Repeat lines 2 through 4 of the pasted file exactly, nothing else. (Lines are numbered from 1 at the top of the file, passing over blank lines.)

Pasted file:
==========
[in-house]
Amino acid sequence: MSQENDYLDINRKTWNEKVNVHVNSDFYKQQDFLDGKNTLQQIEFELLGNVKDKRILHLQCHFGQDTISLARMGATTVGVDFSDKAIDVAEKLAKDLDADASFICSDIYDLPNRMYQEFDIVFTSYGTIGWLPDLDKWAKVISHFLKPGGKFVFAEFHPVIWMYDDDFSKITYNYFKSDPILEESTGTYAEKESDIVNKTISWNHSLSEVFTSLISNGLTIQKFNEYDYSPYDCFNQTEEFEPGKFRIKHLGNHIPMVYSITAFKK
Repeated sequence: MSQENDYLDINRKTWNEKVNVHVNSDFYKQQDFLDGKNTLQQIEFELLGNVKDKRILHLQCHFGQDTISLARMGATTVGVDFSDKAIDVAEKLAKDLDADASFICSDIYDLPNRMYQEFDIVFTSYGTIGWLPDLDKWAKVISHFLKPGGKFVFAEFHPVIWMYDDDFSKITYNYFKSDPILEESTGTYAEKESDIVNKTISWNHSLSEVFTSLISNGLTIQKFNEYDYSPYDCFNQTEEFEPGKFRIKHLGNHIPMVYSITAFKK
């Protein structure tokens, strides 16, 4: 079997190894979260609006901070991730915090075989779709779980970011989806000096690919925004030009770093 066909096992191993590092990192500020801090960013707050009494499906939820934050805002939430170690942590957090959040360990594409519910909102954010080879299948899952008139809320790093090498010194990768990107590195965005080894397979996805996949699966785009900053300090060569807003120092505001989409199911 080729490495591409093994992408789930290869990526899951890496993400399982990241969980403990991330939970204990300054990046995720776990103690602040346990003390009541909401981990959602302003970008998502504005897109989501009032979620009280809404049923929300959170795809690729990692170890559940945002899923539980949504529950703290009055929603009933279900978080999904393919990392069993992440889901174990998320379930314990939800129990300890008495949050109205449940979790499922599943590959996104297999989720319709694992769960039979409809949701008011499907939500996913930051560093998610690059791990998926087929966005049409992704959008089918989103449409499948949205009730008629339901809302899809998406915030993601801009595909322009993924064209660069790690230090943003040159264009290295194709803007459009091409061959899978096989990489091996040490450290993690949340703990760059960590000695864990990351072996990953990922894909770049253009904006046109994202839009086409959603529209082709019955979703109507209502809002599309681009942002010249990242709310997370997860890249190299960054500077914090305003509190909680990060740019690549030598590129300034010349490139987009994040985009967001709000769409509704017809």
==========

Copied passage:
Amino acid sequence: MSQENDYLDINRKTWNEKVNVHVNSDFYKQQDFLDGKNTLQQIEFELLGNVKDKRILHLQCHFGQDTISLARMGATTVGVDFSDKAIDVAEKLAKDLDADASFICSDIYDLPNRMYQEFDIVFTSYGTIGWLPDLDKWAKVISHFLKPGGKFVFAEFHPVIWMYDDDFSKITYNYFKSDPILEESTGTYAEKESDIVNKTISWNHSLSEVFTSLISNGLTIQKFNEYDYSPYDCFNQTEEFEPGKFRIKHLGNHIPMVYSITAFKK
Repeated sequence: MSQENDYLDINRKTWNEKVNVHVNSDFYKQQDFLDGKNTLQQIEFELLGNVKDKRILHLQCHFGQDTISLARMGATTVGVDFSDKAIDVAEKLAKDLDADASFICSDIYDLPNRMYQEFDIVFTSYGTIGWLPDLDKWAKVISHFLKPGGKFVFAEFHPVIWMYDDDFSKITYNYFKSDPILEESTGTYAEKESDIVNKTISWNHSLSEVFTSLISNGLTIQKFNEYDYSPYDCFNQTEEFEPGKFRIKHLGNHIPMVYSITAFKK
């Protein structure tokens, strides 16, 4: 079997190894979260609006901070991730915090075989779709779980970011989806000096690919925004030009770093 066909096992191993590092990192500020801090960013707050009494499906939820934050805002939430170690942590957090959040360990594409519910909102954010080879299948899952008139809320790093090498010194990768990107590195965005080894397979996805996949699966785009900053300090060569807003120092505001989409199911 080729490495591409093994992408789930290869990526899951890496993400399982990241969980403990991330939970204990300054990046995720776990103690602040346990003390009541909401981990959602302003970008998502504005897109989501009032979620009280809404049923929300959170795809690729990692170890559940945002899923539980949504529950703290009055929603009933279900978080999904393919990392069993992440889901174990998320379930314990939800129990300890008495949050109205449940979790499922599943590959996104297999989720319709694992769960039979409809949701008011499907939500996913930051560093998610690059791990998926087929966005049409992704959008089918989103449409499948949205009730008629339901809302899809998406915030993601801009595909322009993924064209660069790690230090943003040159264009290295194709803007459009091409061959899978096989990489091996040490450290993690949340703990760059960590000695864990990351072996990953990922894909770049253009904006046109994202839009086409959603529209082709019955979703109507209502809002599309681009942002010249990242709310997370997860890249190299960054500077914090305003509190909680990060740019690549030598590129300034010349490139987009994040985009967001709000769409509704017809």